Could You Have Hidden Heart Disease? Dr. Farzan Filsoufi Advises Women to Beware
Hard-to-spot Form of Heart Disease Called Coronary Microvascular Dysfunction (MVD)
NEW YORK, Oct. 26, 2012 /PRNewswire/ -- New research shows that many women have undiagnosed heart disease even after getting tested for it—3 million women in the United States have a hard-to-spot form of heart disease called coronary microvascular dysfunction (MVD) that isn't detected by standard diagnostic tests.
Dr. Farzan Filsoufi, leading cardiothoracic surgeon at Mount Sinai Medical Center advises, "Women who have an angiogram (which is designed to pick up blockages in large arteries) is likely to show their arteries to be normal. If you receive a 'normal' angiogram but still have other heart symptoms, ask your doctor whether you might have a problem with your small arteries and request a functional vascular imaging test."
Studies have shown that women are more likely than men to have coronary MVD and autopsy studies support this approach. They show that women who die of heart attacks often have pathology different from that of men. In women, plaque is more likely to be deposited uniformly around the inside of the small vessels – the possible result of chronic inflammation. In men, plaque tends to build up in isolated accumulations.
Many researchers think the inflammation associated with MVD heart disease is caused by a drop in estrogen levels. Estrogen may decrease inflammation, so when too little is available, the risk of heart disease may rise, especially in premenopausal or menopausal women.
Heart disease is the leading cause of death worldwide. According to the American Heart Association, almost two-thirds of women who die suddenly of coronary heart disease had no previous symptoms.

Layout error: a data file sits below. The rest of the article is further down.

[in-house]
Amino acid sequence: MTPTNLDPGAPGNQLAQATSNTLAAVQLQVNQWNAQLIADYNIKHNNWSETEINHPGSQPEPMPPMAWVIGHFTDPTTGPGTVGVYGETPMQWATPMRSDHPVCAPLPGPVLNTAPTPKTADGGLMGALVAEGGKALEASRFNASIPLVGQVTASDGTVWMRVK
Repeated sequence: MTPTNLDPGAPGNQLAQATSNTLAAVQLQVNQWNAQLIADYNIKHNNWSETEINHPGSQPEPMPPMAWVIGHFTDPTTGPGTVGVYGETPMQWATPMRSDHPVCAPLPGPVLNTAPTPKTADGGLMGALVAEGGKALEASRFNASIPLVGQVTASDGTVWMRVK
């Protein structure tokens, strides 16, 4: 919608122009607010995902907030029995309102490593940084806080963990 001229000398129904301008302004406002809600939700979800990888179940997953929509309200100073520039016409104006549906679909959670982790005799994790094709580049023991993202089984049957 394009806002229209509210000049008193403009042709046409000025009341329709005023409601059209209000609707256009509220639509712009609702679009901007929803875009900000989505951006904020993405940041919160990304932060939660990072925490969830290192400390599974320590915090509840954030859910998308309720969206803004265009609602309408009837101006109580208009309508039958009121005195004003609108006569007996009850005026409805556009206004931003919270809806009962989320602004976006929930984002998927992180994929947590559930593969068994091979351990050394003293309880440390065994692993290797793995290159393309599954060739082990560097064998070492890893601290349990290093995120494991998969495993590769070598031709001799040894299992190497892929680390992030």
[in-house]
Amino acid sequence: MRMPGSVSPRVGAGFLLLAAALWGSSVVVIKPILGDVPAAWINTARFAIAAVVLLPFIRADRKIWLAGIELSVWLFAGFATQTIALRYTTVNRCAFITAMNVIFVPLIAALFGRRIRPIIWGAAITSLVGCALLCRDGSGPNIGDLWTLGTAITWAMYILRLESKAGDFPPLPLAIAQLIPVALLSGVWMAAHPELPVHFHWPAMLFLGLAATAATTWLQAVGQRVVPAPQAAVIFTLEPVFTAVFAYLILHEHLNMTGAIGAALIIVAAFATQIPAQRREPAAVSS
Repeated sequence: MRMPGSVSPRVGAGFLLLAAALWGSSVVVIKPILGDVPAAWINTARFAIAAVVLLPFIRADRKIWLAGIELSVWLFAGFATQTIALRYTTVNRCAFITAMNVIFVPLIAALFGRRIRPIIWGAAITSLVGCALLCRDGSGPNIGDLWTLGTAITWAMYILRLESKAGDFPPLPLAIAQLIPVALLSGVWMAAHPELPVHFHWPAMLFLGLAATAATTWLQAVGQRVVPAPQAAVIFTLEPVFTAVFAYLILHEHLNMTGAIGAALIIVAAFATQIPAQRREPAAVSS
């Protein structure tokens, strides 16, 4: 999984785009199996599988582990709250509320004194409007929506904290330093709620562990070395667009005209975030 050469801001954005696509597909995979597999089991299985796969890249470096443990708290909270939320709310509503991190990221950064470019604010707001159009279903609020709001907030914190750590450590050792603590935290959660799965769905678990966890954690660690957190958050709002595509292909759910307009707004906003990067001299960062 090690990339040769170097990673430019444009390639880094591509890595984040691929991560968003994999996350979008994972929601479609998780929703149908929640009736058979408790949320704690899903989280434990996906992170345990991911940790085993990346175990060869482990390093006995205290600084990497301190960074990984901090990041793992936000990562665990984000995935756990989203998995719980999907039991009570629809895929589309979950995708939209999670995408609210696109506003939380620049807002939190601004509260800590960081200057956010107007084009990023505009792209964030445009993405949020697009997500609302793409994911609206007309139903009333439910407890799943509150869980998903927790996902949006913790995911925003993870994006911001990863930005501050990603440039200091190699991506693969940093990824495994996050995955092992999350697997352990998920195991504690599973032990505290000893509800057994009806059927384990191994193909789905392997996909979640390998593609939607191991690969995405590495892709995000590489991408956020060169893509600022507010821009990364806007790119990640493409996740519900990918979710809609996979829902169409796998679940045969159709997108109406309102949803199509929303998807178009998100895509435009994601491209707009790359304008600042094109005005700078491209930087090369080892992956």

Women need to know that certain seemingly unrelated symptoms – unexplained fatigue, depression, shortness of breath – could be preludes to a serious cardiac event.
Dr. Filsoufi strongly advises, "Even if you're not sure you're having a heart attack, act quickly—call 911 immediately. Hospitals have clot-busting medicines and other artery-opening procedures that can stop a heart attack. These treatments work best when given within the first hour after a heart attack starts."
About Dr. Farzan Filsoufi
Dr. Farzan Filsoufi is a high-volume cardiothoracic surgeon at Mount Sinai Medical Center with excellent surgical outcomes which are published annually by NY State Department of Health. During the last decade, his overall mortality in coronary artery bypass grafting (CABG) and valve surgery is 1%; in CABG and reoperative CABG is 0.7%; in primary or re-operative aortic valve replacement is 0.5%. Dr. Filsoufi is a co-author with Drs. Carpentier and Adams of the textbook, "Carpentier's Reconstructive Valve Surgery," published in 2010. He is co-editor with Dr. Carpentier of the textbook, "Perioperative Care in Cardiac Surgery," which will be published in 2013. Drs. Filsoufi and Carpentier launched www.themitralvalve.org an educational website on valvular heart disease with an emphasis on mitral valve pathology, the editorial board is comprised of internationally recognized cardiovascular medicine physicians including Drs. Starr and Carpentier.
SOURCE Dr. Farzan Filsoufi